For the last couple of years, there have been a lot of questions raised about the cost, effectiveness, and safety of second-generation (or atypical) antipsychotic drugs such as Zyprexa, Seroquel, and Risperdal. However, a new Canadian study has found that older, conventional antipsychotic medications pose a similar risk of death to elderly patients perhaps an even greater risk than the atypical class.
A new report published in the current issue of the Canadian Medical Association Journal (CMAJ) claims that, among elderly patients, “the risk of death associated with conventional antipsychotic medications is comparable to and possibly greater than the risk of death associated with atypical antipsychotic medications. Until further evidence is available, physicians should consider all antipsychotic medications to be equally risky in elderly patients.”
Researchers studied more than 37,000 seniors and discovered that, within the first 180 days of treatment, 14.1 percent of the conventional-drug group died, compared to 9.6 percent of the atypical-drug group. Patients taking high dosages of conventional drugs faced a 67 percent increase in mortality. In addition, the study found that patients who had taken a conventional medication had a 32 percent greater (dose-dependent) risk of death within 180 days than those who were given an atypical agent.
In 2005, Health Canada, the government’s public-health watchdog, reported that atypical antipsychotic medications increased the risk of death by 60 percent in trials involving elderly patients with dementia. However, researchers were concerned that warnings about the new atypical antipsychotic drugs were causing physicians to prescribe conventional antipsychotic treatments more frequently–even though their overall safety has not been proven either.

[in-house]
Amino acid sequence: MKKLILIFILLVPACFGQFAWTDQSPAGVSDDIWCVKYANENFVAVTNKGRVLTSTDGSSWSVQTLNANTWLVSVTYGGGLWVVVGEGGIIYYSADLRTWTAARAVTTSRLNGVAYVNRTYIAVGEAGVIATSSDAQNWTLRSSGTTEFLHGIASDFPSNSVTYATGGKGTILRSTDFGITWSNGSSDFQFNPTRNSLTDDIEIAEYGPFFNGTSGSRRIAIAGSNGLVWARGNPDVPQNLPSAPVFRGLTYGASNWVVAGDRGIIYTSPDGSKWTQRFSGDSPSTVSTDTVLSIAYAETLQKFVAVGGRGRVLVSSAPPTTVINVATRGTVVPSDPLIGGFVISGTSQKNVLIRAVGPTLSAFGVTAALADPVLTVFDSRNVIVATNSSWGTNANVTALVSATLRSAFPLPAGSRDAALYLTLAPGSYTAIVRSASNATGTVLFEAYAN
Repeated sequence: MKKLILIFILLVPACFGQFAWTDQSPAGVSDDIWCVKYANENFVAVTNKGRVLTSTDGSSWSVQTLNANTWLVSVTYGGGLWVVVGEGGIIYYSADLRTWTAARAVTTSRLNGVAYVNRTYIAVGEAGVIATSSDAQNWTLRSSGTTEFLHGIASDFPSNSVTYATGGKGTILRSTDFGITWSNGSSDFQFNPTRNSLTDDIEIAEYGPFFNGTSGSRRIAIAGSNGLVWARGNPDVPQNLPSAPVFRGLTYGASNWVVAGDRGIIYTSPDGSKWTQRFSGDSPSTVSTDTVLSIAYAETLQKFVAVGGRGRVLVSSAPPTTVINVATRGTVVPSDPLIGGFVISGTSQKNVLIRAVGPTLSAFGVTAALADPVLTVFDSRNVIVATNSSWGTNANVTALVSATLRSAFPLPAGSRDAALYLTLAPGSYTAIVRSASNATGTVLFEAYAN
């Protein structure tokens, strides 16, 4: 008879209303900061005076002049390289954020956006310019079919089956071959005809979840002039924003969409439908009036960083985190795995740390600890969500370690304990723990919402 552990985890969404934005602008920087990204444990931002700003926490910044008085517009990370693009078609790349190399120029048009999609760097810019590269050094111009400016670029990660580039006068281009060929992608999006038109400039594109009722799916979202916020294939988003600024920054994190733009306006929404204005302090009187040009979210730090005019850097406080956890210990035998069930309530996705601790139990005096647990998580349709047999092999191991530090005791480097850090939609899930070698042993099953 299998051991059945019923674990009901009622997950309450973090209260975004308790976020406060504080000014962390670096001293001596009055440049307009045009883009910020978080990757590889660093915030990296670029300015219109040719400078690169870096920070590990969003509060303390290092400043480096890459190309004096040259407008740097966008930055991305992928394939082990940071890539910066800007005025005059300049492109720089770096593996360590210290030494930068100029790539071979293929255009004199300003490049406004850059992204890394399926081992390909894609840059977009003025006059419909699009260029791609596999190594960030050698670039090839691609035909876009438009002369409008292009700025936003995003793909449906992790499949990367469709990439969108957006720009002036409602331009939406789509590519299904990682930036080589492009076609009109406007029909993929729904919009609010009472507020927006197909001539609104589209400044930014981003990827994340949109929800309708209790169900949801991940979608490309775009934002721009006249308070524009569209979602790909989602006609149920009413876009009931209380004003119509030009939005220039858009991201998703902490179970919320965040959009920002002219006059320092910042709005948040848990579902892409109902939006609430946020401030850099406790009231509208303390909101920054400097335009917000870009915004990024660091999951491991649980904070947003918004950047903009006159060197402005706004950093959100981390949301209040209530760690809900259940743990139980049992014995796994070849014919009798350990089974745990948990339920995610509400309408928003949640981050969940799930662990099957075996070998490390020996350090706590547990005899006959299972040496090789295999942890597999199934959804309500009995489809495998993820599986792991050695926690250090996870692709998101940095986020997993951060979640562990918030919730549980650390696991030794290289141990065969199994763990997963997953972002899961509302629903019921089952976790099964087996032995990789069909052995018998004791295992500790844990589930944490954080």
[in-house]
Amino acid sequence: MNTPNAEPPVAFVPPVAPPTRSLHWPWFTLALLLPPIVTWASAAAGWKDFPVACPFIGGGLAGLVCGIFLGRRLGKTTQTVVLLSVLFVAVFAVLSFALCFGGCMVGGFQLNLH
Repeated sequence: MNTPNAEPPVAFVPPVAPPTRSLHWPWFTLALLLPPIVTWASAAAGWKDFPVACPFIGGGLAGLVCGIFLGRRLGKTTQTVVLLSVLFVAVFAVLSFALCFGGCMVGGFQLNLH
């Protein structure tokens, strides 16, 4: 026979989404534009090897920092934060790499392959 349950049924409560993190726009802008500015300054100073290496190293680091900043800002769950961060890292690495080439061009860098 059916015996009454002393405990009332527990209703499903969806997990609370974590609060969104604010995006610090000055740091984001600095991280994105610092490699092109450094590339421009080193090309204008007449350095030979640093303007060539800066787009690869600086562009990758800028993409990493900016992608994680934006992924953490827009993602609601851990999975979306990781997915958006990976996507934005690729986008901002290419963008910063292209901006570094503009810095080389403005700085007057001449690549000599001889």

The authors of the study believe that regulatory product warnings should be expanded to account for these new findings. “The results from our study strongly suggest that Health Canada and the FDA should include conventional antipsychotic medications in their public health advisories, which currently warn only of the increased risk of death associated with the use of atypical antipsychotic medications in elderly patients with dementia.”
They also note, “Antipsychotic medications are disproportionately used in elderly populations and have been prescribed to over a quarter of U.S. Medicare beneficiaries in nursing homes” and that “much use is outside approved indications.”